As a development that will lay the groundwork for a future of cancer-sniffing artificial noses, Duke University researchers are decoding the way people's noses recognize scents.
In an experiment, researchers tested hundreds of receptor gene types found in human and mouse noses, reports National Geographic News.
Scientists were able to figure out which receptors respond to which odor molecules and translate the smells into brain signals by inundating the receptors with odors.
Unlocking this interface would show how the brain recognizes and reacts to different smells.
"We used many different types of [odorus] chemicals, from strawberries to garlic, and these chemicals have specific structure. [We asked] what kinds of receptors are activated by each?" said study co-author Harumi Saito of Duke University.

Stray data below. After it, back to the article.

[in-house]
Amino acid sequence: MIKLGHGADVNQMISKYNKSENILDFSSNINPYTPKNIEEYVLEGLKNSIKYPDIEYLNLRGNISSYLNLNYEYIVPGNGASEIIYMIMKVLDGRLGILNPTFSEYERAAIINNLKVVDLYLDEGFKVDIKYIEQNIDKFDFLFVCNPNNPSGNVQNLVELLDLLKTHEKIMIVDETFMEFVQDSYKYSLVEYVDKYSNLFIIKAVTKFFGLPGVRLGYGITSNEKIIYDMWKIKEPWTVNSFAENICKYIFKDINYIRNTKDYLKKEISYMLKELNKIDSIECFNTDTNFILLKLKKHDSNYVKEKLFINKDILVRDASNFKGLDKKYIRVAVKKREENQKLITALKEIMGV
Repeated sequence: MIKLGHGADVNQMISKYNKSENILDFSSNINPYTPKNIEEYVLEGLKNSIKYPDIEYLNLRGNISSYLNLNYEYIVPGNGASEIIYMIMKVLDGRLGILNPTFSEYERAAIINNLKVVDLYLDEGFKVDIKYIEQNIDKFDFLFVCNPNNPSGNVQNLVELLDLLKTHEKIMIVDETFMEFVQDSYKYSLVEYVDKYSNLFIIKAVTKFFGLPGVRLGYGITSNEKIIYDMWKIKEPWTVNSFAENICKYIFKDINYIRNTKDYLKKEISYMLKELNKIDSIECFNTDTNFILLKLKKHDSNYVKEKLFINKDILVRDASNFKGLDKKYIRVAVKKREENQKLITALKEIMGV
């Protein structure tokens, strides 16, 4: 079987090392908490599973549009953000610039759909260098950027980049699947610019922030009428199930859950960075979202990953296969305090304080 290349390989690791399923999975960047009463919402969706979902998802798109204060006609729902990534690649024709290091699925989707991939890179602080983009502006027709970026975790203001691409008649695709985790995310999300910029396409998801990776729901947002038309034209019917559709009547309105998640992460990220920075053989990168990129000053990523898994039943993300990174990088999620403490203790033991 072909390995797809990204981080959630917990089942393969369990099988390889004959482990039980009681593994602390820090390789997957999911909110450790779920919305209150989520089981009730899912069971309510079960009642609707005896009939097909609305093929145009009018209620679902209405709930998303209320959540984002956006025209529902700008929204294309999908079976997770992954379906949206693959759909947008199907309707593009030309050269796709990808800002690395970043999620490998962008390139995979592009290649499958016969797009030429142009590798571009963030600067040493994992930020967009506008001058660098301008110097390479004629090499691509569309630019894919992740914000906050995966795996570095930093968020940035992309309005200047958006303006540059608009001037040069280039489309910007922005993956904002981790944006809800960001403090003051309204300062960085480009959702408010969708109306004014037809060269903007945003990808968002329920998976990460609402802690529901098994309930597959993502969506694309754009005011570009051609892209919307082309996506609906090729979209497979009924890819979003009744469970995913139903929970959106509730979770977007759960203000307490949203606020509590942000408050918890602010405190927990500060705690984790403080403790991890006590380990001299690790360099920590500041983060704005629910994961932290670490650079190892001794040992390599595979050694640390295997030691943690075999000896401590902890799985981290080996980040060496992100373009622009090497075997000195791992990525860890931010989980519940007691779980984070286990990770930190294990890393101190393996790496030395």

"Only three receptor types facilitate all of color vision," said geneticist Joel Mainland of the Duke University Medical Center, whose findings will appear in tomorrow's issue of the journal Science.
"For human smell you have 400 [receptors], so it becomes a very complex system to decode," the expert added.
Avery Gilbert, author of What the Nose Knows: The Science of Scent in Everyday Life, added that "the big problem is lining up which odor molecules go with which receptors. It's as if you have a pile of locks and a pile of keys and you've got to find out which key goes to each lock."
Knowing how different receptors recognize odors could help produce artificial noses able to sniff out scents from cancer to bombs.